The decisions considering what constitutes a violation of Section 240 (1) of New York's Labor Law could fill a small library. The stakes are not purely academic since a Section 240 (1) violation imposes non-delegable, strict liability on owners and general contractors. Even worse, a jury cannot even consider the comparative negligence of the injured plaintiff where such a violation is proven unless the worker's negligence is the sole proximate cause of the accident.
With this background in mind, in<i> DeGabriel v. Strong Place Realty, LLC</i>, a motion court recently examined, among other things, whether section 240 (1) liability could be imposed where a steel I beam fell on a worker at a construction site. The beam was one of several stacked unsecured on the floor and was about 40 inches off the ground. The question was whether the beam posed an "elevation related" risk sufficient to trigger the statute's protection. The motion court held that a mere 40 inch height elevation was insufficient to implicate section 240 (1). In granting the defendant's motion for summary judgement and dismissing the 240 (1) count, the court relied on the fact that the beams were stacked on the floor at a height of less than four feet and did not extend above plaintiff's head.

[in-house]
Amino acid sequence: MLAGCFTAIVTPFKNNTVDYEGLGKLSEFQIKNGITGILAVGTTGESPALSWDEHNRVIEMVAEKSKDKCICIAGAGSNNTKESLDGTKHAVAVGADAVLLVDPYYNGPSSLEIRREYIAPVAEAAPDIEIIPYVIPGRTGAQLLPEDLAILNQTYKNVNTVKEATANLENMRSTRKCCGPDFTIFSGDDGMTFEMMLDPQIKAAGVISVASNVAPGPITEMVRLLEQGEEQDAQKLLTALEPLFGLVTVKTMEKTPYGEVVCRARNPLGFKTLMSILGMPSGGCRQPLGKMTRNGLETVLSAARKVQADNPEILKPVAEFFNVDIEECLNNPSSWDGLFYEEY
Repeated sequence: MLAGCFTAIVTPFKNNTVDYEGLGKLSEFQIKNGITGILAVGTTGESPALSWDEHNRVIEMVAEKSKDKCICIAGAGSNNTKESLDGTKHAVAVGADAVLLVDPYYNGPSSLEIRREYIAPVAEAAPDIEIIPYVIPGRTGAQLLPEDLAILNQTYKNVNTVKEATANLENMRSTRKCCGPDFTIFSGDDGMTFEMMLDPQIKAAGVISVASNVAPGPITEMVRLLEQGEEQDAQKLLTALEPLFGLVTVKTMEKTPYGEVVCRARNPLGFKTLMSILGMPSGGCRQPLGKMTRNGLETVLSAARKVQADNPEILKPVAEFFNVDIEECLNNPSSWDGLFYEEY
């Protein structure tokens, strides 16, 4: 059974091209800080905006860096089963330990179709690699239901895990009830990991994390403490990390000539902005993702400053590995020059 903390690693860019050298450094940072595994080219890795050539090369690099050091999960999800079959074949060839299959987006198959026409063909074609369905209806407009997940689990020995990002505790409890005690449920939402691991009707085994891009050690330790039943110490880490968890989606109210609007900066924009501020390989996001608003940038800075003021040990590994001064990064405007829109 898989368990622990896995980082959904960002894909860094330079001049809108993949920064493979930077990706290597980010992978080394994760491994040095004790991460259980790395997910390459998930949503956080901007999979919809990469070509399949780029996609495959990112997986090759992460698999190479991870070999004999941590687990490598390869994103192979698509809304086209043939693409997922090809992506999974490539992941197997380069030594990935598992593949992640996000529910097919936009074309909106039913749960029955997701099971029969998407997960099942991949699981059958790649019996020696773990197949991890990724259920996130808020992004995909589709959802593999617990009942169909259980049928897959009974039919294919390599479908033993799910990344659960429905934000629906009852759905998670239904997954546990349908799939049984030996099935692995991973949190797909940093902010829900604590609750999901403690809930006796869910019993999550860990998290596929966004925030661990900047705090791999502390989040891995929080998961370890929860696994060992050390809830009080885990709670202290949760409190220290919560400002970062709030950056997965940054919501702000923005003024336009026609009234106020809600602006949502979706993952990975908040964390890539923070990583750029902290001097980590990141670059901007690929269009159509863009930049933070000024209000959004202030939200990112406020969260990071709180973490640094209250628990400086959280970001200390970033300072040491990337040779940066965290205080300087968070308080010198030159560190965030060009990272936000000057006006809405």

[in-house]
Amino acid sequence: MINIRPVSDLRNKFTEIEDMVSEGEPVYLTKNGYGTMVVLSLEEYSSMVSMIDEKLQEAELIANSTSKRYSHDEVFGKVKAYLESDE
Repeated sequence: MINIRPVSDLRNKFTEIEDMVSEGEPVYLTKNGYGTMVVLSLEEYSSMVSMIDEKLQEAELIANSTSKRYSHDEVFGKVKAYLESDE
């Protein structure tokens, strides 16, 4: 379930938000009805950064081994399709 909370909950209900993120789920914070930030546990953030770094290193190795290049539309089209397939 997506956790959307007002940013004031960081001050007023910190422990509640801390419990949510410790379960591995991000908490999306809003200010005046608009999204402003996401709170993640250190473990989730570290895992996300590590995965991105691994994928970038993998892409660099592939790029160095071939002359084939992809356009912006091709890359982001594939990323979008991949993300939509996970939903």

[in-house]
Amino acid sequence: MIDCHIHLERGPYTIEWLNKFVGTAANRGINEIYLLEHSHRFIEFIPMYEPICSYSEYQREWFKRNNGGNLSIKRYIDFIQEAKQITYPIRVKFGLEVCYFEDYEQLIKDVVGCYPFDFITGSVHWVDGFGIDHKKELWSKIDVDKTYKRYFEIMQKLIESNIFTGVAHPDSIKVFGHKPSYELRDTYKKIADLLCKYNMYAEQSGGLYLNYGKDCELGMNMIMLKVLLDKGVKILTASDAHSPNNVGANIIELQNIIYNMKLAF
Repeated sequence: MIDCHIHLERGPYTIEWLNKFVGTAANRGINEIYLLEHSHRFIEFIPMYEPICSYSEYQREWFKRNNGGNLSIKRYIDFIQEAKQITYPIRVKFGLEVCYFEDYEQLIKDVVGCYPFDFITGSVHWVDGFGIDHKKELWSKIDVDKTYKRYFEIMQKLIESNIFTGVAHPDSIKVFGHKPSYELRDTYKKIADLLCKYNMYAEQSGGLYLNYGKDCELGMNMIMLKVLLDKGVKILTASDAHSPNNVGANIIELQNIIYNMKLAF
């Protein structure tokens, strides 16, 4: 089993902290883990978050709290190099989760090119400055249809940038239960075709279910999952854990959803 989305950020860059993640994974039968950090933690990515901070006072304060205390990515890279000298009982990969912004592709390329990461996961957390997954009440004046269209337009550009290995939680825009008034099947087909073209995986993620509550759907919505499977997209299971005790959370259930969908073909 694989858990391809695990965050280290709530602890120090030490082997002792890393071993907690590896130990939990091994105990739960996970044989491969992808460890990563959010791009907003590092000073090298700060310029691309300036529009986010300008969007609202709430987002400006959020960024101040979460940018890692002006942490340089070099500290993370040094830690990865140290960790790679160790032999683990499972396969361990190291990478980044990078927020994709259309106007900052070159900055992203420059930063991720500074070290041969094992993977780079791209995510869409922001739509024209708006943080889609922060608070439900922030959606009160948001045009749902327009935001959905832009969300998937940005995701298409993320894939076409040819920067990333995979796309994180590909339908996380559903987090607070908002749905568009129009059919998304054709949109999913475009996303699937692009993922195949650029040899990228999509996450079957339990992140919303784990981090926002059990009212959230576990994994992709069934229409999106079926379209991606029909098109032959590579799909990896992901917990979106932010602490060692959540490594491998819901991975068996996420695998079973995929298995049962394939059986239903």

The courts continue to struggle with the scope of section 240 (1) liability with a trend emerging that the statute is not triggered in every situation involving a falling object or worker. Perhaps a more realistic view of the statute and the harm it was meant to eliminate will help stimulate the construction industry by signaling to contractors and their insurers that the industry will not be subject to unreasonable liability for contruction related accidents. Or at least that is the hope.
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